4: 147N + 11H 158O + γ

5: 158O 157N + e+ + ve

6: 157N + 11H 126C + 42He

Step 1 creates a nitrogen isotope, and a gamma ray from a carbon atom and a hydrogen atom. In step 2, the nitrogen atom decomposes into a carbon isotope, a positron and a neutrino. In the next stage, the carbon isotope acquires a second hydrogen atom to create a stable nitrogen atom, and a gamma ray. Later, the nitrogen atom fuses together with a proton. Now we have an oxygen isotope, and a gamma ray. Furthermore, the oxygen isotope decomposes into a nitrogen isotope and thereby releases another set of a positron and a neutrino. In the final stage the nitrogen isotope acquires a hydrogen atom to create one carbon atom, and one helium atom, aka an alpha particle.

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Triple-Alpha Process

Once the hydrogen in the core is used up, the star starts collapsing because no energy is not enough energy produced in the core to counter the gravitaty. As the star starts to collapse, the heat inside the core starts to increase. Once the temperature reaches 100 000 000 degrees Kelvin, helium fusion creates carbon. This procedure is simple:

1: 42He + 42He 84Be

2: 84Be + 42He 126C

A pair of helium atom create one beryllium atom, which fuses with another helium atom to create a carbon atom. In massive stars, a very small fraction of carbon atoms may continue adding helium atoms to create larger, and larger atoms. If the carbon atom continues, then the process is called the Alpha-Process.

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Other Fusion Reactions

How heavy elements that will be created inside the core of a star is entirely dependent on how massive it is. Each time the core starts fusing a new element it accelerates the time till its' death. Along with that, temperatures rise in the core.
Stars that have less than 3 solar masses stop fusing heavier elements when the helium is digested. If the star is more massive it may start fusing carbon in a process called the Carbon Burning Process, which requires a core temperature of atleast 600 x 106 degrees K. The Neon Burning Process requires a core temperature of 1.2 x 109 K, whereas the Oxygen Burning Process requires 1.5 x 109 K.
The Silicon Burning Process starts somewhere between 2.7-3.5 x 109 K. At that point the core fuses silicon (2814Si) with helium atoms in the alpha process, until the core consists of nickel, 5628Ni. The core now resembles an onion due to its' many layers of different elements. At this point the fusion in the core stops, because in order to fuse heavier elements, the core must provide each reaction with energy, rather than releasing it. The star collapses under its' own weight and goes supernova. During this process everything is shed into space, except for the core, which collapses into either a neutron star, or a black hole. The matter which is into space may create a planetary nebula, and create new, smaller stars.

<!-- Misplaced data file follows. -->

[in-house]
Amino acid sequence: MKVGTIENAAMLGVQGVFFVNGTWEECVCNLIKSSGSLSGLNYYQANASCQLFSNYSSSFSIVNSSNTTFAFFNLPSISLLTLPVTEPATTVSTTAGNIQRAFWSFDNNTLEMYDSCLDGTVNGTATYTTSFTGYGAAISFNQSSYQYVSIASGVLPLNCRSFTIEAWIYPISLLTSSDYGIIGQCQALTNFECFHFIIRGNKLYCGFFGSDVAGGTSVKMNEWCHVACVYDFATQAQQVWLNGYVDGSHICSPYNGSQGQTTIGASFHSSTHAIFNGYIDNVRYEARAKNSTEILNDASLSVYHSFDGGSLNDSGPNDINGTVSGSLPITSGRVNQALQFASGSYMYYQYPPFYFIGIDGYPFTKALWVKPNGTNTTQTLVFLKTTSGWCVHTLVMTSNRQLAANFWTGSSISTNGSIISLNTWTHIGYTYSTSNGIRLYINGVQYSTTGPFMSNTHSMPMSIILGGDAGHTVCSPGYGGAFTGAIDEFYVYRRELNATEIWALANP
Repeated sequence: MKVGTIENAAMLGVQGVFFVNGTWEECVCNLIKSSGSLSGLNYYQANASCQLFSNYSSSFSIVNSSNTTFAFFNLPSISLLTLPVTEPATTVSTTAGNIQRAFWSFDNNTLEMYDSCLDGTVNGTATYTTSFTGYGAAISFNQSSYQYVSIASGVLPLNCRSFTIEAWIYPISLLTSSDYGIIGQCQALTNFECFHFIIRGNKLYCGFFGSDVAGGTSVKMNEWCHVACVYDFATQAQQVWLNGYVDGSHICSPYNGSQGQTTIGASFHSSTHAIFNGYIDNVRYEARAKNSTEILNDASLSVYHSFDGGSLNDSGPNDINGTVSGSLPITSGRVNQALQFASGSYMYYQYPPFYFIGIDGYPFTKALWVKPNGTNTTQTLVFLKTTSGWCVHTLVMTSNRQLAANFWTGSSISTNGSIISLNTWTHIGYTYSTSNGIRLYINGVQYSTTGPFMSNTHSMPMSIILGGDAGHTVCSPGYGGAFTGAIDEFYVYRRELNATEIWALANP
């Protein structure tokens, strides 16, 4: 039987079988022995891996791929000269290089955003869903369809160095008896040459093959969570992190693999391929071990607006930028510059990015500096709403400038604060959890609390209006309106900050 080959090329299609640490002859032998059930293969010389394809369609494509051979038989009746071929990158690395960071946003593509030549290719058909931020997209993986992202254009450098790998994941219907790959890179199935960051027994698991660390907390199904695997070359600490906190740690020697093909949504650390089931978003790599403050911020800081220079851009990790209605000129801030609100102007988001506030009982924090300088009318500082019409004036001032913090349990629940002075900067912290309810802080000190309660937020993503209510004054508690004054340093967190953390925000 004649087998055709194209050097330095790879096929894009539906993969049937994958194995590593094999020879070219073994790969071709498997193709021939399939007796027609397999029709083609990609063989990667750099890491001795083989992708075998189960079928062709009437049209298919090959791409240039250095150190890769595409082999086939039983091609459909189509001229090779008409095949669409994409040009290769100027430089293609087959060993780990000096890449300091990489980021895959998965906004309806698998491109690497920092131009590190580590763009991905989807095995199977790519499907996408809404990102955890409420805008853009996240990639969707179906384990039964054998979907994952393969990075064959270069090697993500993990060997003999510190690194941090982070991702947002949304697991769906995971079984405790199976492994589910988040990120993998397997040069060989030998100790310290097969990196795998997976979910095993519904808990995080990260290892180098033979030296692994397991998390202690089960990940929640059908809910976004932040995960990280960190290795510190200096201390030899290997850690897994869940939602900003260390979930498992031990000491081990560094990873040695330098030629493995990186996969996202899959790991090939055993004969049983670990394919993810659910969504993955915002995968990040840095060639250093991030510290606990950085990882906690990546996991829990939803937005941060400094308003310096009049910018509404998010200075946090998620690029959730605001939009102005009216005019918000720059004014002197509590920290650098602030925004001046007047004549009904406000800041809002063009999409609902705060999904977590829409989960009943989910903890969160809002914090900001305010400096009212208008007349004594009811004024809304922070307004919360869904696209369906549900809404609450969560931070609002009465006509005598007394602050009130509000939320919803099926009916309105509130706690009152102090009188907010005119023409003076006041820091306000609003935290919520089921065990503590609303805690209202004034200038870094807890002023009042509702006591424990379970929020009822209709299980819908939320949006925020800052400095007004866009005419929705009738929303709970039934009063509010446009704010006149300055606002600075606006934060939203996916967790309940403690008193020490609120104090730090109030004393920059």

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Previous: Nebulae - Stellar Nurseries.
Next: H-R Diagram.


Quick links

The Interior of Stars - Illustration (P)
The Proton-Proton Chain - Illustration (P)
The CNO Cycle - Illustration (P)
The Triple Alpha Process - Illustration (P)
Other Fusion Reactions

Space Art

Above: A massive star exploding in an event which will outshine the rest of the entire galaxy, combined.

This illustration is available upon request, as a print (5000x3000 pixels, 300 dpi), and as a .PSD-document.

Space Art

Above: The Proton-Proton Chain, which creates helium through fusion of hydrogen atoms.

This illustration is available upon request, as a print (5000x3000 pixels, 300 dpi), and as a .PSD file, customizable.

Space Art

Above: The CNO-Cycle. It creates helium while fusing hydrogen to carbon, nitrogen and oxygen.

This illustration is available upon request, as a print (5000x3000 pixels, 300 dpi), and as a .PSD file, customizable.

Space Art

Above: The Triple-Alpha Process. It takes place in the interiors of stars as soon as temperatures rise to 100 million K. At much higher temperatures the process of adding alpha particles can create even heavier atoms.

This illustration is available upon request, as a print (5000x3000 pixels, 300 dpi), and as a .PSD file, customizable.


All content Copyright , 2005- by Fahad Sulehria, unless stated otherwise.